by Elliot Place – Ithaca College
Athletes involved in sports that involve sprinting, kicking, or high-speed skilled movements such as football, soccer, rugby, track, and dancing have been shown to be at increased risk for acute hamstring strains. Hamstring strains are the most prevalent hamstring-related injury resulting in loss of time for athletes at all levels of competition due to their significant recovery time and high susceptibility for recurrence. The high recurrence rate is suggestive of inadequate rehabilitation programs and/or premature return to sport and activity. Whether you have just suffered an acute hamstring injury or have experienced one in the past and worry about performing at an optimal level, PT can help you return to sport faster and significantly reduce your risk of re-injury.
Research has shown that the highest risk of re-injury is within the first 2-weeks of return to sport. Working with a PT can help ensure you return at an optimal level and with the knowledge to decrease your chance of sustaining another strain. Your therapist will work with you to address hamstring weakness and fatigue, imbalances in hamstring and quadricep strength and flexibility, and strength and coordination deficits of the pelvic and trunk musculature. Without an adequate rehabilitation program, athletes may experience persistent weakness in the injured muscle, reduced extensibility due to residual scar tissue, and adaptive changes in the biomechanics and motor patterns of sporting movements due to alterations in neuromuscular control.
The act of running at maximal speed has been found to place the hamstring at the highest risk of injury. Studies have shown that hamstrings are active throughout the entire running cycle with maximal activation during the terminal swing phase. During this terminal swing phase, the hamstring is required to contract with maximum force while being stretched to maximum length. It’s job is to control the knee into extension in order for you to take your next stride. In Biomechanics, we call this kind of high-load, high-intensity movement an eccentric muscle contraction. This is when a force applied to the muscle exceeds the force produced by the muscle itself. Typically, our muscles shorten as we contract them such as in a bicep curl. The bicep attaches at the shoulder and inserts at the forearm, and when it contracts it brings the forearm closer to the shoulder.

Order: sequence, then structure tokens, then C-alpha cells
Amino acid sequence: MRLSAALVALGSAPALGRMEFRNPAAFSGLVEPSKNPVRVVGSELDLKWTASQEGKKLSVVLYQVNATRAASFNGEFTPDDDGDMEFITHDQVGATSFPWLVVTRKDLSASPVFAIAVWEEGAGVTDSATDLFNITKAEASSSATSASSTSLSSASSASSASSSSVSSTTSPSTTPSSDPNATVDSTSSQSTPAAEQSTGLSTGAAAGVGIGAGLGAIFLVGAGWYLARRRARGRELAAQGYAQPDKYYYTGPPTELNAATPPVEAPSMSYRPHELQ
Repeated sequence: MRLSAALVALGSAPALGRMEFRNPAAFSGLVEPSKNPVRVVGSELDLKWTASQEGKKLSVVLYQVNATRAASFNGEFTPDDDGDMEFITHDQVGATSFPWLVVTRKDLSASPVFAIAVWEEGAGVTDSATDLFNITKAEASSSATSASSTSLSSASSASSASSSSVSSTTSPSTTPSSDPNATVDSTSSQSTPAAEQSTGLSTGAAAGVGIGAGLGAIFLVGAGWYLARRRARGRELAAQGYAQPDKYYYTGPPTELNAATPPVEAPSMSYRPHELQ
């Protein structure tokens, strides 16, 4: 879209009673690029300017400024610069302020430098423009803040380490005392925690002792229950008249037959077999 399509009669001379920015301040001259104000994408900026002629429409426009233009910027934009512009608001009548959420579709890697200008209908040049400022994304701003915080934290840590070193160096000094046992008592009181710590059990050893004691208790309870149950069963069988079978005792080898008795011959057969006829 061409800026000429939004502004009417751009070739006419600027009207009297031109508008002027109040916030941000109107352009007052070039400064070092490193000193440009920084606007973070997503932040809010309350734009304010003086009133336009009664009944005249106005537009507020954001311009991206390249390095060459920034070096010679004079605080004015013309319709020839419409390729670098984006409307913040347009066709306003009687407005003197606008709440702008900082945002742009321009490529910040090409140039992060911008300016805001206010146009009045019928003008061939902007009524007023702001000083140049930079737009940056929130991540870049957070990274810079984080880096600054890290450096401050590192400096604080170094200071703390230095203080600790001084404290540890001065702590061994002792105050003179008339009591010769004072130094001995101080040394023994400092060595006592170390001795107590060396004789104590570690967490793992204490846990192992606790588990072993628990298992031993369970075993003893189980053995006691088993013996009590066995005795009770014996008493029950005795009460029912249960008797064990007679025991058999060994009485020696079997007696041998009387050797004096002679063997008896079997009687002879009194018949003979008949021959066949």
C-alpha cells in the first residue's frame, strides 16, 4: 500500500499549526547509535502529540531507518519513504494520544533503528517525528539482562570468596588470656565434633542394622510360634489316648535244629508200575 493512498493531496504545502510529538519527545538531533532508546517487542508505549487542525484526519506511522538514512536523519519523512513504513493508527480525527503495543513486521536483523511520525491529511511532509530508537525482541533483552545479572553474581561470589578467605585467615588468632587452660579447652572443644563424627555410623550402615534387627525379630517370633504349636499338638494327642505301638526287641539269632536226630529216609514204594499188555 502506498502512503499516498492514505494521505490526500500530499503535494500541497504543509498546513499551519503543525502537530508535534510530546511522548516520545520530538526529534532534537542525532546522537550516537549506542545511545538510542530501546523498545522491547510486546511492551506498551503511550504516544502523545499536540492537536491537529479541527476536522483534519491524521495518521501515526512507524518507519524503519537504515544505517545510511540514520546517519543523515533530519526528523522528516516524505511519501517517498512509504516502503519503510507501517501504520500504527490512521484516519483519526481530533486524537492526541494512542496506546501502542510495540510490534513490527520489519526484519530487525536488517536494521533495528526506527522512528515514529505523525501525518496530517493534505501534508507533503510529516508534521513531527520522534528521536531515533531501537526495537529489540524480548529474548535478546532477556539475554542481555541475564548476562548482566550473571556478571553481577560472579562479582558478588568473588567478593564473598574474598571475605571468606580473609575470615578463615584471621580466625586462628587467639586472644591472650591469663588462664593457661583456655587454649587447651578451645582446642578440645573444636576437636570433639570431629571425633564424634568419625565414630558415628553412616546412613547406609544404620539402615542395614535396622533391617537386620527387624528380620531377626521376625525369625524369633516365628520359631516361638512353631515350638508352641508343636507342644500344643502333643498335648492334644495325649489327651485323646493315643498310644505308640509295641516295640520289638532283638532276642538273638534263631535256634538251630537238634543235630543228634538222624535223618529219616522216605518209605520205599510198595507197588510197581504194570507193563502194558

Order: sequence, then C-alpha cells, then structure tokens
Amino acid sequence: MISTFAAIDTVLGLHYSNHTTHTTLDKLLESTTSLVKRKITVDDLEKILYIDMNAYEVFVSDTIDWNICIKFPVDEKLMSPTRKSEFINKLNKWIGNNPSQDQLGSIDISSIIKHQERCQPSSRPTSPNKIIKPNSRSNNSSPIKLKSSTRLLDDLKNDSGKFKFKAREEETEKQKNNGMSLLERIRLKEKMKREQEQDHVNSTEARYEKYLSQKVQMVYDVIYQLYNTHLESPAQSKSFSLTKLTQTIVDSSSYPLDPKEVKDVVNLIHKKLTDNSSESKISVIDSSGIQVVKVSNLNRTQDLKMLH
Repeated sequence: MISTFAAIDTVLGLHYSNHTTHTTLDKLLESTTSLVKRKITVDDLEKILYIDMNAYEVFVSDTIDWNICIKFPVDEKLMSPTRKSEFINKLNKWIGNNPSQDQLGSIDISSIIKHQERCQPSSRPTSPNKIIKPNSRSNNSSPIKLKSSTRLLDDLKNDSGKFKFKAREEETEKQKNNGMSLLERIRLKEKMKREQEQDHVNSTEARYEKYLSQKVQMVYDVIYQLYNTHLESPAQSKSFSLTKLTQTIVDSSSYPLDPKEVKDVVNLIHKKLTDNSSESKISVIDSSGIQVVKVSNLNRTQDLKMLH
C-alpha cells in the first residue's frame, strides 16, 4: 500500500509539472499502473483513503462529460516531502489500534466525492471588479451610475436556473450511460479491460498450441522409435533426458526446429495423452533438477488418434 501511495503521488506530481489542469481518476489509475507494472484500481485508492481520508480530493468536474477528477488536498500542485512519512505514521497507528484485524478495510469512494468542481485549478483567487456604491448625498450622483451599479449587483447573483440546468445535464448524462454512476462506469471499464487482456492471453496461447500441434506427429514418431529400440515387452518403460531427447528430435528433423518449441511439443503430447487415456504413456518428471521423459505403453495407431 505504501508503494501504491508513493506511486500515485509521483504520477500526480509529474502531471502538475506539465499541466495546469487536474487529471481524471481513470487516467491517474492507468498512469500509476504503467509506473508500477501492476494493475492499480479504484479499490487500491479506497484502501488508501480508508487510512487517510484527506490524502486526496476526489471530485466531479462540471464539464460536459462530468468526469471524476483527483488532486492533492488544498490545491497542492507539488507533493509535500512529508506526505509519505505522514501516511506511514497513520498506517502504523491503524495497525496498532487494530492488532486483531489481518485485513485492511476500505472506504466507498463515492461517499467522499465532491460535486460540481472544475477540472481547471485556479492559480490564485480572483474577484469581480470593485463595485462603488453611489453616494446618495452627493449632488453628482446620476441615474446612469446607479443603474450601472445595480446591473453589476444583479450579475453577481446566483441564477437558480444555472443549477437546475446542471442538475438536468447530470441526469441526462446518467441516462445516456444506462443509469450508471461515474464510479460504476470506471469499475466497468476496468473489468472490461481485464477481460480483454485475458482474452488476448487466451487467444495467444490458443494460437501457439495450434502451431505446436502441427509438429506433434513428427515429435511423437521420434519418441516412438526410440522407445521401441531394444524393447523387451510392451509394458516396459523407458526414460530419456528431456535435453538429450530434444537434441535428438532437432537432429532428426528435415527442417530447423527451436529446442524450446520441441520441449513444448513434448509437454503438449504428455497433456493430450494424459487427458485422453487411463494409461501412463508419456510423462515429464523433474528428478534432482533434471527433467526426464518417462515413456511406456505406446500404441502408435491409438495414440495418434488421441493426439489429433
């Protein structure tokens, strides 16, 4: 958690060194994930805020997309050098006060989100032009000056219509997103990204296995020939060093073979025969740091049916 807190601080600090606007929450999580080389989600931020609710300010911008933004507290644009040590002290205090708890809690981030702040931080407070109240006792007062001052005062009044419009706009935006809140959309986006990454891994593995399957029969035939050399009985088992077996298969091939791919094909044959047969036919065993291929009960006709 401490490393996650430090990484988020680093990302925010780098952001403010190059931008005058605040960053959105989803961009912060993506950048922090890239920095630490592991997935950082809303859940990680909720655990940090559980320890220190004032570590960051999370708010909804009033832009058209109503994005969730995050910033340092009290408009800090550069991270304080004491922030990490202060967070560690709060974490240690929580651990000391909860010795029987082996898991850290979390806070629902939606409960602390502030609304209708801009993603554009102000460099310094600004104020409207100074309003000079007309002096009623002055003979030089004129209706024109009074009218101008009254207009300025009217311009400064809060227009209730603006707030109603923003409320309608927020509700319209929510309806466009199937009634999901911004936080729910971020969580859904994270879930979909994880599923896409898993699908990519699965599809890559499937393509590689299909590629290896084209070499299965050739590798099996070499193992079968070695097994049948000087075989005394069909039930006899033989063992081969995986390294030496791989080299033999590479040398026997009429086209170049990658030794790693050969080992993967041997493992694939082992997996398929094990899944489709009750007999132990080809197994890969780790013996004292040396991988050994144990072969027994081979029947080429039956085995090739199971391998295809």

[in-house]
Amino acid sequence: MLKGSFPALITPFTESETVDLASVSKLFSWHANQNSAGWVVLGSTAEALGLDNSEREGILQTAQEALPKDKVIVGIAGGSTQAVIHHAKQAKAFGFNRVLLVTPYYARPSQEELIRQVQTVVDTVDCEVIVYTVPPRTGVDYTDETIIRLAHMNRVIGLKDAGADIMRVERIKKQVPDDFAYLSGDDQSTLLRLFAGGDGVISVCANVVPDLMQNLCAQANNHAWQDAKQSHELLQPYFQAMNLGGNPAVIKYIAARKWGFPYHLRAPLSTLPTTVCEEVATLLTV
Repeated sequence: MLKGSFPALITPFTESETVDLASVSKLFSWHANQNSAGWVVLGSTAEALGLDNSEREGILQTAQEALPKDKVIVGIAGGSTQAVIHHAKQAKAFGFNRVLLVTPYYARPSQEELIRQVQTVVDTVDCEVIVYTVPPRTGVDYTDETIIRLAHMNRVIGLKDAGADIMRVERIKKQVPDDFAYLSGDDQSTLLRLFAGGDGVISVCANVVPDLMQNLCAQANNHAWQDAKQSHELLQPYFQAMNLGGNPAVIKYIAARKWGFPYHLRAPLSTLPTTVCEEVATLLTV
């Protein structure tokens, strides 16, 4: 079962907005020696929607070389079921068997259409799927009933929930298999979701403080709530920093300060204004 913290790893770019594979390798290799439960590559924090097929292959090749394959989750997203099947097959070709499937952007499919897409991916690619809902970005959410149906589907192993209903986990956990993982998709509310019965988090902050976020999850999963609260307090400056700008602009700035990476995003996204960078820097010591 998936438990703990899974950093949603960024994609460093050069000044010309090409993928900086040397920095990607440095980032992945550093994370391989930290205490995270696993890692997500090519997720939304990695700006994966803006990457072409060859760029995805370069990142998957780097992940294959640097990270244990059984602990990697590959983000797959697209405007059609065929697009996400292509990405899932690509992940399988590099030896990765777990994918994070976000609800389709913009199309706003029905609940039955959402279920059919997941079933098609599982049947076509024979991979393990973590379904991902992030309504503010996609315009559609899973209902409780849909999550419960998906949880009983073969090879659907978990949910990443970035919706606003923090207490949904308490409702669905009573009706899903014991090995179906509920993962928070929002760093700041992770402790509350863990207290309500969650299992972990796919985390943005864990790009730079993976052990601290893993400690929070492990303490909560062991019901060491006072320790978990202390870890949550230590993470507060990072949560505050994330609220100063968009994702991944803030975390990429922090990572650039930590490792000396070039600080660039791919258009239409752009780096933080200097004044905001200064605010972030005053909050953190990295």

A bicep curl is a good example of a concentric movement, or the opposite of how the hamstrings act during the terminal swing phase of sprinting. Because the forces required to run at maximum speed are so high, the hamstring muscle becomes lengthened while it is contracting instead of shortening. This results in the muscle acting to help control the knee joint’s motion into extension by pulling in the direction of flexion while the knee itself is moving into the direction of extension in preparation for contact with the ground. Your PT will be highly trained in strengthening the hamstring in these areas and will show you specialized exercises that will help you to protect your hamstrings when they are most at risk.
Bourne, M. N., Timmins, R. G., Opar, D. A., Ruddy, J. D., et al. An evidence-based framework for strengthening exercises to prevent hamstring injury. (2017) Sports Med. 48, 251-267
Erickson, L.N., Sherry, M. A. Rehabilitation and return to sport after hamstring strain injury. (2017) J Sport Health Sci. 6(3): 262-270.
Lindstedt, S. L., LaStayo, P. C., and Reich, T. E. When active muscles lengthen: properties and consequences of eccentric contractions. (2001). News Physiol. Sci. 16, 256–261.
Opar, D. A., Williams, M. D., Sheild, A.J. Hamstring Strain Injuries: factors that lead to injury and re-injury. (2012) Sports Med. 42, 209-226.
Tyler, T. F., Schmitt, B. M., Nicholas, S. J., McHugh, M. P. Rehabilitation after hamstring-strain injury emphasizing eccentric strengthening at long muscle lengths: results of long-term follow up. (2017) J of Sport Rehab. 26, 131-140.